const db = require('./configs/db');

//create the basic server setup 
server.create(config, db);

//start the server
server.start();

In the above file, we are creating three variable server, config,and db and importing it from the config folder. We are calling the create function of the app.js file to establish the required things for the server.

Generally, in other tutorials, you will see that most of the developers write all their code into a single file which is not good for scalability and any enterprise-level application.

Our server.js file is ready, now let’s create others file which we are using in the server.js file. First, we will create a folder configs and into this folder, we will create another folder config and two file app.js and db.js.

Paste the below code into the db.js file.


/************
*  db.js file
*************/

module.exports = {
  'secret': 'restapisecret',
  'database': 'mongodb://127.0.0.1:27017/restAPI'
};

The db.js file is a simple js file which contains our MongoDB URL and a secret key and then exporting it so that we can use it in others file.

In the app.js file, we will write all the code related to server configuration. Below is the app.js file, copy the code and paste it into your app.js file.

/*********
* app.js file
*********/


const express = require('express');
const bodyParser = require('body-parser');
const mongoose = require('mongoose');

module.exports = function () {
    let server = express(),
        create,
        start;

    create = (config, db) => {
        let routes = require('../routes');
        // set all the server things
        server.set('env', config.env);
        server.set('port', config.port);
        server.set('hostname', config.hostname);
        
        // add middleware to parse the json
        server.use(bodyParser.json());
        server.use(bodyParser.urlencoded({
            extended: false
        }));

        //connect the database
        mongoose.connect(
            db.database,
            { 
                useNewUrlParser: true,
                useCreateIndex: true
            }
        );

        // Set up routes
        routes.init(server);
    };

    
    start = () => {
        let hostname = server.get('hostname'),
            port = server.get('port');
        server.listen(port, function () {
            console.log('Express server listening on - http://' + hostname + ':' + port);
        });
    };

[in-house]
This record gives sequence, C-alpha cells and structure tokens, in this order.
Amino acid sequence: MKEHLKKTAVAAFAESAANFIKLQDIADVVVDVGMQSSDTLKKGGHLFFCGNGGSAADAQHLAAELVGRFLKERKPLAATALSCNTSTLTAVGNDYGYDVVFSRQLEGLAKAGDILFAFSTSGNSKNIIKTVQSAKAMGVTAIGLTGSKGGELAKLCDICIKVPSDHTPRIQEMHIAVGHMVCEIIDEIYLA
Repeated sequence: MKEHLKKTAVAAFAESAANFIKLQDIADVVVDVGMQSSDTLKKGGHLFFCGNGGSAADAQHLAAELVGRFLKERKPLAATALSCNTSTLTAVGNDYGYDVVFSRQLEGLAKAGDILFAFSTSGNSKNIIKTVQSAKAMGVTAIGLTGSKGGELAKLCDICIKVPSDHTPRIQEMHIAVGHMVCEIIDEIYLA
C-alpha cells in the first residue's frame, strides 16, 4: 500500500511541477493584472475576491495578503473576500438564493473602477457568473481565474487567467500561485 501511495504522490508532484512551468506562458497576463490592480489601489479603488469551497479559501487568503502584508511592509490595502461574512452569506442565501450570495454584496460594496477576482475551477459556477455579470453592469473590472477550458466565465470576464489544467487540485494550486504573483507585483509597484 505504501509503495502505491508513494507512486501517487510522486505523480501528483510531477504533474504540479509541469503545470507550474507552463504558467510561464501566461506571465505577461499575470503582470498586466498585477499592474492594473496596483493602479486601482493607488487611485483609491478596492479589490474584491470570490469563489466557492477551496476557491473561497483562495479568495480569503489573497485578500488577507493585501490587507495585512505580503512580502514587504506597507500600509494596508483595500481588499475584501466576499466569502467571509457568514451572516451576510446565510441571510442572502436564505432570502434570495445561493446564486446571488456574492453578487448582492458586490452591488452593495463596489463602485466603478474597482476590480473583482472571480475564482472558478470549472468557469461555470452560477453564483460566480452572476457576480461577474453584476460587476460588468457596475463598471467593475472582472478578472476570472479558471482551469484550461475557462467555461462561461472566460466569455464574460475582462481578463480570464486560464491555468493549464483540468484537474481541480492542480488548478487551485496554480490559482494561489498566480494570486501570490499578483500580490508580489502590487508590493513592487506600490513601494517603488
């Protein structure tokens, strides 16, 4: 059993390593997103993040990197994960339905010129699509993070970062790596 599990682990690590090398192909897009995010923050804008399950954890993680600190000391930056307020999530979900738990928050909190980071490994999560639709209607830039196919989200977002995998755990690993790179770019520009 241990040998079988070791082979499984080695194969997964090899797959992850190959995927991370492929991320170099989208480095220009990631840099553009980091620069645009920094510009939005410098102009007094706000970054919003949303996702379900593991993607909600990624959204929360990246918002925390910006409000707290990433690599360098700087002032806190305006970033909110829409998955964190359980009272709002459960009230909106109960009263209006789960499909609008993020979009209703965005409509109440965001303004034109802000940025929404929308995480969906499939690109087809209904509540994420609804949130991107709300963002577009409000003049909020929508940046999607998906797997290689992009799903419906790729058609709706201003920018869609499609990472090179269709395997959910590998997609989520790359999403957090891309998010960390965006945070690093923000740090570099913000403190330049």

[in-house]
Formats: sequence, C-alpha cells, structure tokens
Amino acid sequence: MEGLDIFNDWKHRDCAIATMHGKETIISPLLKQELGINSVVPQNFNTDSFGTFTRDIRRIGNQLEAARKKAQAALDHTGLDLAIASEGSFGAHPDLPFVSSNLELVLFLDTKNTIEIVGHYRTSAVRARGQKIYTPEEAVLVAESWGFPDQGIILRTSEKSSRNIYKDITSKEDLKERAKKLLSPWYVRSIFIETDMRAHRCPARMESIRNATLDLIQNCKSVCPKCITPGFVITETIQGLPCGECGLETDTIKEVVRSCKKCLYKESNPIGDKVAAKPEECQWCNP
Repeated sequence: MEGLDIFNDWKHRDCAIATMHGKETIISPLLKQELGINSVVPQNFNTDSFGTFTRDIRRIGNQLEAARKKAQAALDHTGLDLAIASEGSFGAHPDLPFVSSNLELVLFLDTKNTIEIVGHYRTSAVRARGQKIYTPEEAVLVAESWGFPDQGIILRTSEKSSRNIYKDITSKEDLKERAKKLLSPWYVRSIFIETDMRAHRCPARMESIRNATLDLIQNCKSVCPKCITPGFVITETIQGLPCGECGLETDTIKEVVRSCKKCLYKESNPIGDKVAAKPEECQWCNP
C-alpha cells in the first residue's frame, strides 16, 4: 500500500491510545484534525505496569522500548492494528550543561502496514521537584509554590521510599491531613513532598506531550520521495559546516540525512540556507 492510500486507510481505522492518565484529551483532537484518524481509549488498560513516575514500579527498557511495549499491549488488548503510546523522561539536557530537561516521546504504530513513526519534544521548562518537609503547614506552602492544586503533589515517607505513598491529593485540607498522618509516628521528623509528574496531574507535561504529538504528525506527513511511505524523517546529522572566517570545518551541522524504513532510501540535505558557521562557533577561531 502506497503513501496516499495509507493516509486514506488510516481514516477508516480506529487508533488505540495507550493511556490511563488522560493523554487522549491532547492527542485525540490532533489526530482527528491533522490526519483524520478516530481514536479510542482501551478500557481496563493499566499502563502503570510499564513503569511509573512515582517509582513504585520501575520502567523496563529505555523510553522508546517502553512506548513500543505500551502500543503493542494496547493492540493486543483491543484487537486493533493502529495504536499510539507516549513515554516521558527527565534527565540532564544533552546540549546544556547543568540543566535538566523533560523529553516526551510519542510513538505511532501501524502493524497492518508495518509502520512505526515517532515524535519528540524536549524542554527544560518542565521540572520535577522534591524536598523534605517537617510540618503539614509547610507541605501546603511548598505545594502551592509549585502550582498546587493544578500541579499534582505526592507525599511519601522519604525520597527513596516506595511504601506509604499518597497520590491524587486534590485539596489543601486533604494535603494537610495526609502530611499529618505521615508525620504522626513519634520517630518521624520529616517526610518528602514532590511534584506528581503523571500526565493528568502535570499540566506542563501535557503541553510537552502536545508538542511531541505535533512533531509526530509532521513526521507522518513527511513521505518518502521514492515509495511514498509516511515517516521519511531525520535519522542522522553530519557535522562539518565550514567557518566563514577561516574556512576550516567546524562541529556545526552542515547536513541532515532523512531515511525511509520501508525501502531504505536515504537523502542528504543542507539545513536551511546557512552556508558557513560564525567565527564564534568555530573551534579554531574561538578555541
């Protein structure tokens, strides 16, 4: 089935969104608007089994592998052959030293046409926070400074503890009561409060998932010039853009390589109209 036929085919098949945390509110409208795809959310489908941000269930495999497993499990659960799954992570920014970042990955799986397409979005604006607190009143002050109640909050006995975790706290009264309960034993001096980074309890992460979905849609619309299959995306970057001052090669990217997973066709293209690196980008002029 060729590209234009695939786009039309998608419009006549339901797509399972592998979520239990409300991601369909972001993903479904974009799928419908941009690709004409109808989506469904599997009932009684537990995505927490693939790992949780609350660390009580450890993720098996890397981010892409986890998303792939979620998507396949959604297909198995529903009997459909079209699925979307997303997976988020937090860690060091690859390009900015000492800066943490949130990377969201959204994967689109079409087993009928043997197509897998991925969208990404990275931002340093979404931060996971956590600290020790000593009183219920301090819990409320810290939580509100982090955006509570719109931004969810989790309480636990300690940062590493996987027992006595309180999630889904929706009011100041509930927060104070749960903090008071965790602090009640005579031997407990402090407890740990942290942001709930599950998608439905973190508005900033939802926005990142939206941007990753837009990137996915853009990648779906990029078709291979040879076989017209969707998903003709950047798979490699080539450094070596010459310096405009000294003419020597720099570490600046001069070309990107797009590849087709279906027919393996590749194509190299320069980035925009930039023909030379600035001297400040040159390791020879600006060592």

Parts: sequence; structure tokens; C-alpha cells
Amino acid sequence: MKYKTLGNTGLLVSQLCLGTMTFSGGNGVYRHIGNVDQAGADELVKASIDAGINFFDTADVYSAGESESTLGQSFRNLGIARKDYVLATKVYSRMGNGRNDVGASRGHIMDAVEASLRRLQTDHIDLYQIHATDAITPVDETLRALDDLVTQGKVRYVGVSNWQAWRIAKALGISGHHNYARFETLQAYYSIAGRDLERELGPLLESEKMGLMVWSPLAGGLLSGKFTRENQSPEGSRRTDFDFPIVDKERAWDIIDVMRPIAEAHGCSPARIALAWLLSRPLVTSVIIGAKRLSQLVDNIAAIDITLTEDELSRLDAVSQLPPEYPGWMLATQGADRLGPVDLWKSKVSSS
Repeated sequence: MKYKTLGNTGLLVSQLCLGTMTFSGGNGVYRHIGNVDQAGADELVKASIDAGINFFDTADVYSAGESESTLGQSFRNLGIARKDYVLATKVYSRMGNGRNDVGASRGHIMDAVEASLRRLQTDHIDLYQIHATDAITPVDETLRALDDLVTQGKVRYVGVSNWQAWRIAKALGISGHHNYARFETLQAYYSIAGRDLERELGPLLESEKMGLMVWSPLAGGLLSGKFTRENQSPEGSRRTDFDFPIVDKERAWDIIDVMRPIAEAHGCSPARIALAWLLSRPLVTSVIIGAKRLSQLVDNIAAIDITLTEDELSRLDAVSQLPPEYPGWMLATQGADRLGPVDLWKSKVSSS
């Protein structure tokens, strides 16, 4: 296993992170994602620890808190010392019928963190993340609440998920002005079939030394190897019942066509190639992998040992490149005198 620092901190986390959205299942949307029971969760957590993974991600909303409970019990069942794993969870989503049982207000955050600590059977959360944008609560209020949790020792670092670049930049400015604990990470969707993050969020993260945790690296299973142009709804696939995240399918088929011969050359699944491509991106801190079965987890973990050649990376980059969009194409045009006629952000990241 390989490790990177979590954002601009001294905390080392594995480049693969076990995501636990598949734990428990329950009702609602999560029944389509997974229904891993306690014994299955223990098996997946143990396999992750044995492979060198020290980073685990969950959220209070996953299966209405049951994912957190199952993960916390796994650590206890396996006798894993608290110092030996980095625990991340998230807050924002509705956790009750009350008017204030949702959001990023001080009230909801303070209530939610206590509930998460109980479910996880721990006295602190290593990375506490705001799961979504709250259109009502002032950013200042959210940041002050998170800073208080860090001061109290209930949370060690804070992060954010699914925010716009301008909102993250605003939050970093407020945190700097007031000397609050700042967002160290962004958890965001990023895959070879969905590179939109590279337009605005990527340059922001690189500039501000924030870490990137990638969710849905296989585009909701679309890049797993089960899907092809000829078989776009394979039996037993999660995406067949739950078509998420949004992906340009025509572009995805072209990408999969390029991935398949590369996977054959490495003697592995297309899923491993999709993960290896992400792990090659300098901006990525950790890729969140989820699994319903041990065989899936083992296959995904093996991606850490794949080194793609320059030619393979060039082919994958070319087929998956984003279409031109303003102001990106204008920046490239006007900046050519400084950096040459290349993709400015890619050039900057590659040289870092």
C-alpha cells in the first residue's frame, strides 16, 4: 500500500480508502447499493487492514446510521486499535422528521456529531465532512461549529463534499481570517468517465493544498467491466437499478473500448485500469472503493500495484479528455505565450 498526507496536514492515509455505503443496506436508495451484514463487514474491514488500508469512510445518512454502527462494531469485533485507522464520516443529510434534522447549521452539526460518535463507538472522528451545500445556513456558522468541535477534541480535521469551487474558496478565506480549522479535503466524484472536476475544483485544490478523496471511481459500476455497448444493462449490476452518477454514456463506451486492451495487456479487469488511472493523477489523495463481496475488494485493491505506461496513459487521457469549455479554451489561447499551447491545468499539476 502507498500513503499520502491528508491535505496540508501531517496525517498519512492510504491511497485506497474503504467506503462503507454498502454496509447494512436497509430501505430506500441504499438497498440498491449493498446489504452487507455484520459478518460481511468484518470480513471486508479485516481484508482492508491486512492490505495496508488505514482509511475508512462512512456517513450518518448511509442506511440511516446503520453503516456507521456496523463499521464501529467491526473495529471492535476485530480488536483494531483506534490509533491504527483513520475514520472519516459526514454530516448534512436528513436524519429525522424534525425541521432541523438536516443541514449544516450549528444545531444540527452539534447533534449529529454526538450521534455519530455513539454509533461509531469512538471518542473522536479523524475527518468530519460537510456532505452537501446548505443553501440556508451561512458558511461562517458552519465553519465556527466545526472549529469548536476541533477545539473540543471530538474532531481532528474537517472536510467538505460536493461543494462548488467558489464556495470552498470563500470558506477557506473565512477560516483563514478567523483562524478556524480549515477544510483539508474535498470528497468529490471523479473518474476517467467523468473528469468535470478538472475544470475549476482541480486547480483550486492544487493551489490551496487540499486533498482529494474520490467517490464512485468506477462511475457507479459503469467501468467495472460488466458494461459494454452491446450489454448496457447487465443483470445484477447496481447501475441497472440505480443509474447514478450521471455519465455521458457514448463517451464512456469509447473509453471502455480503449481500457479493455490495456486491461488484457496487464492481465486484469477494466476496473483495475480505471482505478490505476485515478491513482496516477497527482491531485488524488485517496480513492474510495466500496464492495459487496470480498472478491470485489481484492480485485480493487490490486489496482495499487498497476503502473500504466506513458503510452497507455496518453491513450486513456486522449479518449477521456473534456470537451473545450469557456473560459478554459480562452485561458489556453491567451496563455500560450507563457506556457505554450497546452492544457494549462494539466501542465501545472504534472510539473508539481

return {
        create: create,
        start: start
    };
};

In the above file, first, we are importing all the dependencies needed for the application. Then we are exporting anonymous functions from this file.

Inside the anonymous function, we are creating three variables server, create and start.

In the server variable, we are assigning the express object. The create and start variable has a function which we are using in our server.js file. The create function configure all the setup for this application and while start function will start our application.

In the create function, we are using the config variable but till now we didn’t create a file for this so let’s create a config.js file in the config folder and paste below code into this file.

/*******
* config.js file
*******/

const _ = require('lodash');
const env = process.env.NODE_ENV || 'local';
const envConfig = require('./' + env);
let defaultConfig = {
  env: env
};
module.exports = _.merge(defaultConfig, envConfig);

You will see that in the above file we are requiring the env file which is dependent on the environment like local, testing, staging or production. For a large application, It is always a good practice to keep keys based on the environment type. For this tutorial, we are only creating a local file which you can modify according to your need.

Create a local.js file inside the config folder and paste the below code and which export hostname and port inside the localConfig object.

/*********
* local.js
*********/

let localConfig = {
  hostname: 'localhost',
  port: 3000
};

module.exports = localConfig;

Build Node.js REST API

Now we are done with the basic setup of the application. Let’s move further and build other things of the API.

Let’s create models, controllers, routes and services folder of the application.

Create Routes for the Node.js REST API

First, let’s start with the routes of the API and create an index.js file inside the routes folder and paste the below code


/**********
* index.js file (for routes)
**********/

const apiRoute = require('./apis');

const init = (server) => {
    server.get('*', function (req, res, next) {
        console.log('Request was made to: ' + req.originalUrl);
        return next();
    });
    
    server.use('/api', apiRoute);
}
module.exports = {
    init: init
};

In the above code, we are doing three things. First one is importing another folder apis which we are going to create next. This folder contains another apis with the version name of our API.

The second one is an anonymous function init. We call this from the app.js file to pass all the routes of the application to this and then return the next callback function.

And the third one is exporting this init function so that we can use it in other files of the application.

Now create a folder apis inside the routes folder and then create two files inside this folder index.js and v1.js. Index.js file will import our different versions of the apis. Keep a different version of our API is always a good practice for the large enterprise level application.